If you choose to go the leave-in-conditioner route (instead of just water), Miller recommends Afro Sheen’s Velvet Flow 4-in-1 Leave-In, which will add slip and refresh your curls. “It’s perfect for the process of combing out all the dead hair,” she says. It’s packed with moisturizing and conditioning ingredients like shea butter and coconut oil (this helps with detangling) and can also be used post-detangling, too, as a regular leave-in conditioner.
Groover likes to detangle using a pre-poo treatment rather than a leave-in, which is formulated to detangle and condition prior to shampooing. She likes this one in particular from African Pride, which uses a blend of aloe vera and coconut water to get the job done, and has lots of slip so you can easily separate curls. “It’s perfect for removing tangles and preventing breakage,” she says.
Once your hair is totally detangled, you can move onto shampooing (Groover suggests shampooing three times, to ensure it’s super clean and there’s no leftover dirt or buildup). Kimble recommends using a detangling shampoo specifically for overprocessed hair, which will have nourishing ingredients to both cleanse and moisturize. This one from Carol’s Daughter is a good option — it cleanses gently using butters and oils and restores moisture to your hair. If you need even more moisture, Kimble says it’s okay to add a little conditioner to your shampoo, so as to help avoid more tangles.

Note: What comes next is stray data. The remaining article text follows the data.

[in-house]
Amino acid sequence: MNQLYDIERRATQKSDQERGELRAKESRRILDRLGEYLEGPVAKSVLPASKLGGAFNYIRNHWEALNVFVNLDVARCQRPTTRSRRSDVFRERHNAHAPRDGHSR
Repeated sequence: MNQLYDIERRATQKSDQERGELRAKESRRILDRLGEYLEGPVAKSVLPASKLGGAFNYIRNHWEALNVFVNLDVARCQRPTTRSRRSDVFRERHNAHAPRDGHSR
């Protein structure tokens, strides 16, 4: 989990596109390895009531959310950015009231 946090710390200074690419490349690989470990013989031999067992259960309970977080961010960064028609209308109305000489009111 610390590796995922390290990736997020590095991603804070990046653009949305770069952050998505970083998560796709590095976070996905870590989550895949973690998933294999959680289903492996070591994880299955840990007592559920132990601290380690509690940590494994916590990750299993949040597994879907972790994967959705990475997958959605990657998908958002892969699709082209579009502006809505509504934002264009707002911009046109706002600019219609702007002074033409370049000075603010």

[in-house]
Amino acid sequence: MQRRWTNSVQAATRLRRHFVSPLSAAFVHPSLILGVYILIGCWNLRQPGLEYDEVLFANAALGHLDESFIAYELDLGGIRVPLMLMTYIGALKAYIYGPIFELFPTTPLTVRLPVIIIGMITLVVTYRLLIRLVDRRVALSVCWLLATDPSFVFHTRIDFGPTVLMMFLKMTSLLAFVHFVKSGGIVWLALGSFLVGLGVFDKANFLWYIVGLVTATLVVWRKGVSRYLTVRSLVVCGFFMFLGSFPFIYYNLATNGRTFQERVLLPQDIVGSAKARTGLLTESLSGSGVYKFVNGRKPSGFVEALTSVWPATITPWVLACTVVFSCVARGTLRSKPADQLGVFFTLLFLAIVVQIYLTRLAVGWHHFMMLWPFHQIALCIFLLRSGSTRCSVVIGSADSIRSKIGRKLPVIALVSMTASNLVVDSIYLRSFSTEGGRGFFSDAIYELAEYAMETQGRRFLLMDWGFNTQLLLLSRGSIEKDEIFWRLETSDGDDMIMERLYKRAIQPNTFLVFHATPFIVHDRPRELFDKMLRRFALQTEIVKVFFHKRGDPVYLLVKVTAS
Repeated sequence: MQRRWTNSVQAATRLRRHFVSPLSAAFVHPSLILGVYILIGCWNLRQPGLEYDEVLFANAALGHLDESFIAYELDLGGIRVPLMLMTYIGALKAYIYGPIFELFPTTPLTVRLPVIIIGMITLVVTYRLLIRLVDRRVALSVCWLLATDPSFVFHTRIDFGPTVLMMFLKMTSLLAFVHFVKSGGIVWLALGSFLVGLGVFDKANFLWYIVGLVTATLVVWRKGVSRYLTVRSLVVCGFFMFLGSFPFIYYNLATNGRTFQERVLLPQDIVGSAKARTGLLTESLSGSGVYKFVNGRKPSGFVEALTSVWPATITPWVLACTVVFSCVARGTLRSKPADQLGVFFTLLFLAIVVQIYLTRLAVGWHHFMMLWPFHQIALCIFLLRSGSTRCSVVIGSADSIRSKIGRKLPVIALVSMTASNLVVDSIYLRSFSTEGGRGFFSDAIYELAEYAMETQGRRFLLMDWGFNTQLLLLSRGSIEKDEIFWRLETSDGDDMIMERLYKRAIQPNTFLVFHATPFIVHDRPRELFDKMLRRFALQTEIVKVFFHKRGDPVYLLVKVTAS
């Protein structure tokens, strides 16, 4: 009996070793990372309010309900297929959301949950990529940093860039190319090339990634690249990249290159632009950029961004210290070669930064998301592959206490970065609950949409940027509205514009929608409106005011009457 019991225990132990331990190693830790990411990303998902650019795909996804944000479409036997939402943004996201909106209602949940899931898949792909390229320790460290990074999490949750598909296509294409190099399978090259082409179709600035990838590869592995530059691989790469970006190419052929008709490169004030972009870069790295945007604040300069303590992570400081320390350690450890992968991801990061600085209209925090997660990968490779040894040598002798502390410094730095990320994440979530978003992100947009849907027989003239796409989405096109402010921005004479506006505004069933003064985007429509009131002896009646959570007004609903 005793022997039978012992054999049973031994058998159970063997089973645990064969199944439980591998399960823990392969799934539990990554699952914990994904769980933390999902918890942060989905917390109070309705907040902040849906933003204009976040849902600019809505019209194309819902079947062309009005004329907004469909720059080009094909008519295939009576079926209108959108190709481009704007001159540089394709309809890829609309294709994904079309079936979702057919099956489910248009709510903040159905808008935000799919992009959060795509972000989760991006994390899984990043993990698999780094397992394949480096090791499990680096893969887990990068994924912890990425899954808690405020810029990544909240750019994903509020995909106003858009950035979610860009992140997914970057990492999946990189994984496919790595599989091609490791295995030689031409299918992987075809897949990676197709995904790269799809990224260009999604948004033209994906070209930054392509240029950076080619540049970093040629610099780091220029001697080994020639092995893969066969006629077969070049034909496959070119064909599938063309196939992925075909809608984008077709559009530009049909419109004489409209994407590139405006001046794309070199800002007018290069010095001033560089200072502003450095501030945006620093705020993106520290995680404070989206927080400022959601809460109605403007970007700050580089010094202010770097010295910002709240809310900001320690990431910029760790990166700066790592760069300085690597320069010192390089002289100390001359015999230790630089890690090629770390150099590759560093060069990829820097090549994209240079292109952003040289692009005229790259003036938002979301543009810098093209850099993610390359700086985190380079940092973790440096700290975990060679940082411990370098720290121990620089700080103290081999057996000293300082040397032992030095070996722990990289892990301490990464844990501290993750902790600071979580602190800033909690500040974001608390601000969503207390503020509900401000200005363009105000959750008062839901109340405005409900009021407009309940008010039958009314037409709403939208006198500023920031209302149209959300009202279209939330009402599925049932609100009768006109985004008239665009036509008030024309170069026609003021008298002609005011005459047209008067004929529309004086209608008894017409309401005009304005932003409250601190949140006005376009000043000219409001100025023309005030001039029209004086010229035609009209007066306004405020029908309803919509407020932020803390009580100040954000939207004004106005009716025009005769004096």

You’ll then want to use a detangling conditioner like this one from Design Essentials, which is sulfate and paraben-free (meaning it won’t strip your hair or coat your hair in silicones), and uses ingredients like almond oil and avocado to help moisturize and make hair soft and manageable.
After cleansing and conditioning, a good deep conditioner or hair mask is a must. This will restore moisture, and help to repair the hair post–protective style. Groover recommends this mask from African Pride, which she calls “the perfect post-protective-style deep conditioner.” It uses a combination of Moroccan clay (for detoxing the scalp) and shea butter (for moisturizing and protecting the hair) to hydrate and soften your hair. This mask in particular is heat-activated, meaning it works best with an additional heat source, so to get the best results, cover your hair with a plastic cap and sit under a hooded dryer, or cover the plastic cap with a warm towel.
Miller recommends this deep conditioner from Urban Hydration. “It glides through tangles, moisturizes, and restores softness,” she says. This one uses honey and argan oil to impart moisture, along with sweet vanilla-bean extract to help with any damage or breakage.